Miranda Fricker's Epistemic Injustice: An Attempt at Appropriation of Philippine Social Realities

Social Ethics Society Journal of Applied Philosophy 1 (special):55-88 (2022)
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Abstract

Miranda Fricker argues of an injustice that is distinctly epistemic though it was born out of societal discrimination, identity power, and racial prejudice. More so, Fricker attempts to establish a theoretical space, where ethics, epistemology, and socio-politics can converge. An epistemology which concerns knowledge not for knowledge’s sake alone, but the kind of knowledge that can morally awaken a knowing subject and which can hopefully influence or bring forth a collective social and political change. I will further argue in this paper that aside from moral awakening, the theory of epistemic injustice also attempts to correct our moral appropriations towards social phenomena as it aims to provide an unbiased epistemic basis on issues of social identities, namely: gender, race, religion, financial, economic, and social status, rank or position in work and institutions, among other factors. Epistemic injustice is a hybrid social theory that presupposes social ethical responsibility and epistemic justice among individuals, as well as in social institutions. It initially arose as part of the developments in virtue epistemology, a new trend in epistemology that emphasizes the role of virtue in knowledge, which sprung from the epistemic debates in virtue epistemology of the Anglo-American analytic philosophers. Epistemic injustice finds its own development of the theory now known as vice epistemology, which have special emphasis on non-virtuous acts, namely—vices. This paper is fundamentally aimed to introduce Miranda Fricker’s concept of “epistemic injustice,” including its possible indications within Philippine societal happenings. I then attempt to appropriate the phenomena of epistemic injustice as theorized by Fricker in the context of the Filipino social experience. This essay attempts to tackle the gaps between the apparent disparity in Philippine societies, particularly on issues that concerned the imperial Manila, the Bangsamoro, and other marginalized minorities, such as, transgender people, farmers, and fisher folks, as well as issues regarding the national language.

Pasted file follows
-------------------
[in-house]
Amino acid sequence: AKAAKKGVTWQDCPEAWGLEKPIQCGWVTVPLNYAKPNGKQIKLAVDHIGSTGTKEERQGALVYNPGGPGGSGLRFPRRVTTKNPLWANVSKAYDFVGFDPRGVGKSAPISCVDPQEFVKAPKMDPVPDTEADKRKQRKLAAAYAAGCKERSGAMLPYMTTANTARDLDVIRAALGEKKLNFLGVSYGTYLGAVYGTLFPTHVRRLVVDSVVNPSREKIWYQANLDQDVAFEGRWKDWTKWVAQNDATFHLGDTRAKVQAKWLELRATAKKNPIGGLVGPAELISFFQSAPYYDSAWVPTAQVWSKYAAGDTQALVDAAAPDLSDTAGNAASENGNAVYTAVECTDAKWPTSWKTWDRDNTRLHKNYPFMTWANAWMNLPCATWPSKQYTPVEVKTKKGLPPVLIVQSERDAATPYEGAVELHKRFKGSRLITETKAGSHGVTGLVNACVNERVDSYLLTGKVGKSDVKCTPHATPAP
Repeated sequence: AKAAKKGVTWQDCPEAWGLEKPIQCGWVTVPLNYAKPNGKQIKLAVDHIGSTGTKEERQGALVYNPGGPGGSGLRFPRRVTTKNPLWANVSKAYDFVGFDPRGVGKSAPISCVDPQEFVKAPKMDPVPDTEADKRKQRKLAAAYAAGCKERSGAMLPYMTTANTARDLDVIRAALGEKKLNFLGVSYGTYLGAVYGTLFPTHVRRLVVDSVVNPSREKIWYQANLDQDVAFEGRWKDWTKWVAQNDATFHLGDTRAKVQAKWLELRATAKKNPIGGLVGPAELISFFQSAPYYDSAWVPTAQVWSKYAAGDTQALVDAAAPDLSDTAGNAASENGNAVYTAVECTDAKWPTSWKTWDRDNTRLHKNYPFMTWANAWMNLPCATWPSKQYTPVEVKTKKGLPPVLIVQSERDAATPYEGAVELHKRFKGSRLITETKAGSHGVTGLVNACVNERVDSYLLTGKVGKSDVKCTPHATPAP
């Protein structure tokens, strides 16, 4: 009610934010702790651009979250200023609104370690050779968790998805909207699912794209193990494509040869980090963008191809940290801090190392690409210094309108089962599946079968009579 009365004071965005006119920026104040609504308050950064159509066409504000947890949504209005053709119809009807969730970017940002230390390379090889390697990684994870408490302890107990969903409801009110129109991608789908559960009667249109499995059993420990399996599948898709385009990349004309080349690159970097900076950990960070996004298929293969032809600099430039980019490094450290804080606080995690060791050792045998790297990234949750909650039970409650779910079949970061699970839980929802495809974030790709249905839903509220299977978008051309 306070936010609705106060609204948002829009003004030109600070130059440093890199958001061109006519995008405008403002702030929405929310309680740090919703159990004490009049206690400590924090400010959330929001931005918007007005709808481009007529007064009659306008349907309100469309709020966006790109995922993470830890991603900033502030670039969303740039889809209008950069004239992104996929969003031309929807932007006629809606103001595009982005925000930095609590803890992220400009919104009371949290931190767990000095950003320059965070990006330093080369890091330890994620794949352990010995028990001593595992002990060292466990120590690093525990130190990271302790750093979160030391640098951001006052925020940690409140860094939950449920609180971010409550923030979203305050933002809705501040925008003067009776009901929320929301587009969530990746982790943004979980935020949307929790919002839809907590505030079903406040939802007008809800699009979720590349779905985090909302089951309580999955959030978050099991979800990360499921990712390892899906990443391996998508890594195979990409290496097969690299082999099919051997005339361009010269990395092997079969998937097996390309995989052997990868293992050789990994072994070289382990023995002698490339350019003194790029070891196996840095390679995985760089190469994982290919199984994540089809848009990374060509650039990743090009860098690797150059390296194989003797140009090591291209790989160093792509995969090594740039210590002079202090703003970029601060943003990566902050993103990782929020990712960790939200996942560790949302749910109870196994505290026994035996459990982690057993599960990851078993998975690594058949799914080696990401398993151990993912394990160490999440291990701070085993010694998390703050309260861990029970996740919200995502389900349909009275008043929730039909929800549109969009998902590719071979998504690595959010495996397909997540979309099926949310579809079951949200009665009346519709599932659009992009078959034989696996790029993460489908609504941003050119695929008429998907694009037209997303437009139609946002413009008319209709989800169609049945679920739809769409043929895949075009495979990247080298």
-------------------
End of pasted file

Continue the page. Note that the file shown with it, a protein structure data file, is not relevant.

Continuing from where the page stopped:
Author's Profile

Menelito Mansueto
Mindanao State University - Iligan Institute of Technology

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